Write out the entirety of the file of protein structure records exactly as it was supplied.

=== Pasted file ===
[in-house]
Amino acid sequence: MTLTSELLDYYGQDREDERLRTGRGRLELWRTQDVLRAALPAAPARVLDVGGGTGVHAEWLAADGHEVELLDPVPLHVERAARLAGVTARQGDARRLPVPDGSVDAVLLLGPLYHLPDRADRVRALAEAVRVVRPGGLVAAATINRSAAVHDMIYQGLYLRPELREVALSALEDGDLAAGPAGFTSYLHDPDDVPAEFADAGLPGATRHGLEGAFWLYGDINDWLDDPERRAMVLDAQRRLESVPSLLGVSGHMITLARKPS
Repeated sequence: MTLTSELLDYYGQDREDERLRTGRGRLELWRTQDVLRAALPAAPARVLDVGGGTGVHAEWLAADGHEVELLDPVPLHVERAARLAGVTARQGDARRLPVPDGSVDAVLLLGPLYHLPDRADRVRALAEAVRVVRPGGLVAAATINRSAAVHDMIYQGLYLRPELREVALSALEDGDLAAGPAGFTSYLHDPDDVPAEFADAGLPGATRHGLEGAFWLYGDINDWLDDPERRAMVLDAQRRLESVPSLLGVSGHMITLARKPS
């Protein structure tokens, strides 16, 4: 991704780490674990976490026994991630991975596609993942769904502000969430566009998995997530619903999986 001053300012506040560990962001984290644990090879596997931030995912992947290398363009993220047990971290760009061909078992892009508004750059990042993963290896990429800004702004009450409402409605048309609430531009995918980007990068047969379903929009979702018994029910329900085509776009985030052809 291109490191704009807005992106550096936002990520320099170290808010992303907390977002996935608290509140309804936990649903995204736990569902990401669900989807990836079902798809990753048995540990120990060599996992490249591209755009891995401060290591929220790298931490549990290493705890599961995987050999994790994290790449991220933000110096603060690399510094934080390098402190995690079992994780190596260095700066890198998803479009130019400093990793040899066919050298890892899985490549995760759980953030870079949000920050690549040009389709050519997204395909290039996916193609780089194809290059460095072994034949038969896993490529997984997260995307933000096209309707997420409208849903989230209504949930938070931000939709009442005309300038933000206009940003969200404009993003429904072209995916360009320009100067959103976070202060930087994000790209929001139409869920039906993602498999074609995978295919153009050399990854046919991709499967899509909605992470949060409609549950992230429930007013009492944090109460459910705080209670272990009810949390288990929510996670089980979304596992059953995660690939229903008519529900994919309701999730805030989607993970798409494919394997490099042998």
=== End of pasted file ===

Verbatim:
[in-house]
Amino acid sequence: MTLTSELLDYYGQDREDERLRTGRGRLELWRTQDVLRAALPAAPARVLDVGGGTGVHAEWLAADGHEVELLDPVPLHVERAARLAGVTARQGDARRLPVPDGSVDAVLLLGPLYHLPDRADRVRALAEAVRVVRPGGLVAAATINRSAAVHDMIYQGLYLRPELREVALSALEDGDLAAGPAGFTSYLHDPDDVPAEFADAGLPGATRHGLEGAFWLYGDINDWLDDPERRAMVLDAQRRLESVPSLLGVSGHMITLARKPS
Repeated sequence: MTLTSELLDYYGQDREDERLRTGRGRLELWRTQDVLRAALPAAPARVLDVGGGTGVHAEWLAADGHEVELLDPVPLHVERAARLAGVTARQGDARRLPVPDGSVDAVLLLGPLYHLPDRADRVRALAEAVRVVRPGGLVAAATINRSAAVHDMIYQGLYLRPELREVALSALEDGDLAAGPAGFTSYLHDPDDVPAEFADAGLPGATRHGLEGAFWLYGDINDWLDDPERRAMVLDAQRRLESVPSLLGVSGHMITLARKPS
């Protein structure tokens, strides 16, 4: 991704780490674990976490026994991630991975596609993942769904502000969430566009998995997530619903999986 001053300012506040560990962001984290644990090879596997931030995912992947290398363009993220047990971290760009061909078992892009508004750059990042993963290896990429800004702004009450409402409605048309609430531009995918980007990068047969379903929009979702018994029910329900085509776009985030052809 291109490191704009807005992106550096936002990520320099170290808010992303907390977002996935608290509140309804936990649903995204736990569902990401669900989807990836079902798809990753048995540990120990060599996992490249591209755009891995401060290591929220790298931490549990290493705890599961995987050999994790994290790449991220933000110096603060690399510094934080390098402190995690079992994780190596260095700066890198998803479009130019400093990793040899066919050298890892899985490549995760759980953030870079949000920050690549040009389709050519997204395909290039996916193609780089194809290059460095072994034949038969896993490529997984997260995307933000096209309707997420409208849903989230209504949930938070931000939709009442005309300038933000206009940003969200404009993003429904072209995916360009320009100067959103976070202060930087994000790209929001139409869920039906993602498999074609995978295919153009050399990854046919991709499967899509909605992470949060409609549950992230429930007013009492944090109460459910705080209670272990009810949390288990929510996670089980979304596992059953995660690939229903008519529900994919309701999730805030989607993970798409494919394997490099042998």